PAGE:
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[Fresh Voices]

Diverse Voices presented by WeScreenplay

Diverse Voices presented by WeScreenplay

Contact

Los Angeles, CA 90025

Web: Click here
Email: support@wescreenplay.com

Contact: Mark , Director of Contests

Report Card

Overall: 4.5 stars4.5 stars4.5 stars4.5 stars4.5 stars (4.7/5.0)
Professionalism: 4.5 stars4.5 stars4.5 stars4.5 stars4.5 stars (4.3/5.0)
Feedback: 4 stars4 stars4 stars4 stars (3.8/5.0)
Signficance: 4 stars4 stars4 stars4 stars (4.1/5.0)
Report Cards: 25    
Have you entered?
Please submit a Report card.

Categories

Objective

MISSION - To provide a platform focused on promoting and encouraging diverse voices and stories. We're looking for writing from perspectives – through the author or characters – that are underrepresented in Hollywood.

GIVING BACK - For every entry, we are donating $3 to Books For Kids to help children from all starts in life have a chance to become storytellers. Books for Kids' mission is "to promote literacy among all children with a special emphasis on low-income and at-risk preschool aged children."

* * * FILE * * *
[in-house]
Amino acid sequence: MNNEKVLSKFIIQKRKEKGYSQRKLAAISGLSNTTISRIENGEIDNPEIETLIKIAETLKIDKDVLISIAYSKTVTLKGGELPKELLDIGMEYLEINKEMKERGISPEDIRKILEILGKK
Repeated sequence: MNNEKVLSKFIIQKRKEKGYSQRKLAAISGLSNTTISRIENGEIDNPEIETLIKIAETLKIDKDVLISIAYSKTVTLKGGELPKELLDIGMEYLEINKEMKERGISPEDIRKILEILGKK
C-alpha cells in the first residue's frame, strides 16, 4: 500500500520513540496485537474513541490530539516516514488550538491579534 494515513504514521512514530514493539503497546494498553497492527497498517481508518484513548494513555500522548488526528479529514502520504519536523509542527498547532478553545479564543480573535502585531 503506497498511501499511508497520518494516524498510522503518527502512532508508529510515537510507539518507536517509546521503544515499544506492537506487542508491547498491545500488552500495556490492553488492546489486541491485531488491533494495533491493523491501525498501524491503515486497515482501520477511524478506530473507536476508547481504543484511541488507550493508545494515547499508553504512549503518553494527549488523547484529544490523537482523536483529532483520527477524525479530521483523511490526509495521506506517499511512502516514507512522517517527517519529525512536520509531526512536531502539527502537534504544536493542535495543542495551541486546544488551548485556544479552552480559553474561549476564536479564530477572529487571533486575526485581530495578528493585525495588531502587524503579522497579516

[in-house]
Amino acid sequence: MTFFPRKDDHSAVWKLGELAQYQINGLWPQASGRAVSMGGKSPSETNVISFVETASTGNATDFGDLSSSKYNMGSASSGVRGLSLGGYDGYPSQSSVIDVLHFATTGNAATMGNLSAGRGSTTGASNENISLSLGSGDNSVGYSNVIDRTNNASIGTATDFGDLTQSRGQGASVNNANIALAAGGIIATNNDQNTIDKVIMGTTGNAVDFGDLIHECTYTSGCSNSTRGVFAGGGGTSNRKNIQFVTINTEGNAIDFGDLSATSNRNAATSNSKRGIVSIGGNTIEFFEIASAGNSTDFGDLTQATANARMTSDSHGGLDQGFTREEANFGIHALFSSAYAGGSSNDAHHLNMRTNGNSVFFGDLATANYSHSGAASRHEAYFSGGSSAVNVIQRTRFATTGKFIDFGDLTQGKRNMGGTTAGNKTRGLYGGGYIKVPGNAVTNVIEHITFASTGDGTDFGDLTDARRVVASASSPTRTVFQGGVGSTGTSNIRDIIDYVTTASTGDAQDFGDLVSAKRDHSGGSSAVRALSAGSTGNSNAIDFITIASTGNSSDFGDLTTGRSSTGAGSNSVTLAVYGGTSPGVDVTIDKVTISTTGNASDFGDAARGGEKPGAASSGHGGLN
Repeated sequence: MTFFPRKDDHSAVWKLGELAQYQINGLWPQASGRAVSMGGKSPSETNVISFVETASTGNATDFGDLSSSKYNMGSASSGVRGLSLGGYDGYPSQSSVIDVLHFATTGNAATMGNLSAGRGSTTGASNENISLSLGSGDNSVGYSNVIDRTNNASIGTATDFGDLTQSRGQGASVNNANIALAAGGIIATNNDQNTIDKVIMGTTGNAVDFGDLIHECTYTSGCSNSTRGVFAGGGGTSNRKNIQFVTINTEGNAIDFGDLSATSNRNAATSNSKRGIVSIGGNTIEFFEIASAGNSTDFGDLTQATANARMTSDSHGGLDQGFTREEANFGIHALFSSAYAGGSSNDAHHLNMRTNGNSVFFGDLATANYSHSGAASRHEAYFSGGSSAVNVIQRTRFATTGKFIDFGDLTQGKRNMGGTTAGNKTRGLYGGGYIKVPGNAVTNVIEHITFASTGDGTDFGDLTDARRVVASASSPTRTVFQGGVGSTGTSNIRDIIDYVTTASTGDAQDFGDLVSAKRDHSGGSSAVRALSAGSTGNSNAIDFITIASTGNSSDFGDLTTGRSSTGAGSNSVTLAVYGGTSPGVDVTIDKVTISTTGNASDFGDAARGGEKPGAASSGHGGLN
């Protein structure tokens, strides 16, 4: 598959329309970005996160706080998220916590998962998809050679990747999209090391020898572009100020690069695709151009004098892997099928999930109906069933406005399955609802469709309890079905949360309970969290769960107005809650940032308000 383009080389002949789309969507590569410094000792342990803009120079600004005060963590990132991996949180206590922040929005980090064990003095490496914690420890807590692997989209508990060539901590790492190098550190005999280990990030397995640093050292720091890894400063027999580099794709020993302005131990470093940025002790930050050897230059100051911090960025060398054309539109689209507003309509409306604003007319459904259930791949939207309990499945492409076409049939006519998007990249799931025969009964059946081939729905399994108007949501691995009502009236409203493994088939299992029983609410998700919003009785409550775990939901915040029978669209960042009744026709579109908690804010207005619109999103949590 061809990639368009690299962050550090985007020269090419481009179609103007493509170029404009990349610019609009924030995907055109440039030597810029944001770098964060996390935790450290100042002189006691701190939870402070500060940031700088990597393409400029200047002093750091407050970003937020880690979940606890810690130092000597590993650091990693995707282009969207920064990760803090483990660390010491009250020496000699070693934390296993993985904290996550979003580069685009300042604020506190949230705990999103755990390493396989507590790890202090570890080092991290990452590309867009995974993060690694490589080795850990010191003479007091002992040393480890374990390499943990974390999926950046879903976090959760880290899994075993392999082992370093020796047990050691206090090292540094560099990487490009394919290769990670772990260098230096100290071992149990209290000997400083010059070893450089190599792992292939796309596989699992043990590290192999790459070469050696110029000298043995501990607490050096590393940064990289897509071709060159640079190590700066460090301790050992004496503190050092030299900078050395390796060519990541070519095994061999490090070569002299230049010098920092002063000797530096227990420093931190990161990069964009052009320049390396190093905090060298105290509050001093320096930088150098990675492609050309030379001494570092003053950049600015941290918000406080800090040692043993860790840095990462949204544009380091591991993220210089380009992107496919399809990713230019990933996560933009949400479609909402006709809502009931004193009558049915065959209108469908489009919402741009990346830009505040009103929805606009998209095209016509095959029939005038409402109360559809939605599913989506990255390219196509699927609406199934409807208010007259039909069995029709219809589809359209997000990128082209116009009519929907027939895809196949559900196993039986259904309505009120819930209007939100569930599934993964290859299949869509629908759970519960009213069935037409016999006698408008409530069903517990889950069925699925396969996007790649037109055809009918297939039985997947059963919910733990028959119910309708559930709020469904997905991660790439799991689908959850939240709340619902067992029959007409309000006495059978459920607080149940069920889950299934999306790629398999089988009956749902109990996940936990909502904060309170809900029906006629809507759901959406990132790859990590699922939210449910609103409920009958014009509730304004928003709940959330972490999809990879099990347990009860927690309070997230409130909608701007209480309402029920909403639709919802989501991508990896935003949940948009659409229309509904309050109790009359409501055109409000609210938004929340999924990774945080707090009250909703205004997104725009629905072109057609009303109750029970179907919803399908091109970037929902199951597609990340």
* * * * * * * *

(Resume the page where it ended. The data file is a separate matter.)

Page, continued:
PROMISE - We promise to be transparent and fair by giving all writers TWO sets of scores with each entry. All finalist scripts will receive four sets of scores before we select a winner to limit subjectivity and promote the best writing.

EXPOSURE - Winning scripts will not only receive development notes and cash prizes, but the winner will be sent to two dozen production and management companies. We want to see these stories told!

***ALL FINALISTS: All finalists will be asked to answer in about 250 words how their voice, experience, or story represents a new and diverse perspective for Hollywood. WeScreenplay is specifically looking to encourage and promote underrepresented stories and writers.

The contest is looking to encourage and promote either:

1.) Writers who have been shown to be under-represented by the WGA diversity report: minority writers, women writers, and writers over 40.

or

2.) Stories starring characters that are generally untold because of the misconception that they don't perform well: minorities, women (especially in traditionally "male" roles), women over 40, LGBTQ members, senior citizens, faith-driven characters, or any stories that don't appear on the normal studio slate.

If a script or writer hits either of these two categories, they qualify. We will consider all scripts and stories, but once the finalists are announced, those who have made it to that level will be asked to answer: "How does your voice, experience, characters, or story represent a new and diverse perspective for Hollywood?" As long as that question can be answered in a way that fits in one of the above categories, the script will be considered to win the Grand Prize.

Deadline/Entry Fees

Expired. Previous Deadline: 10/15/2017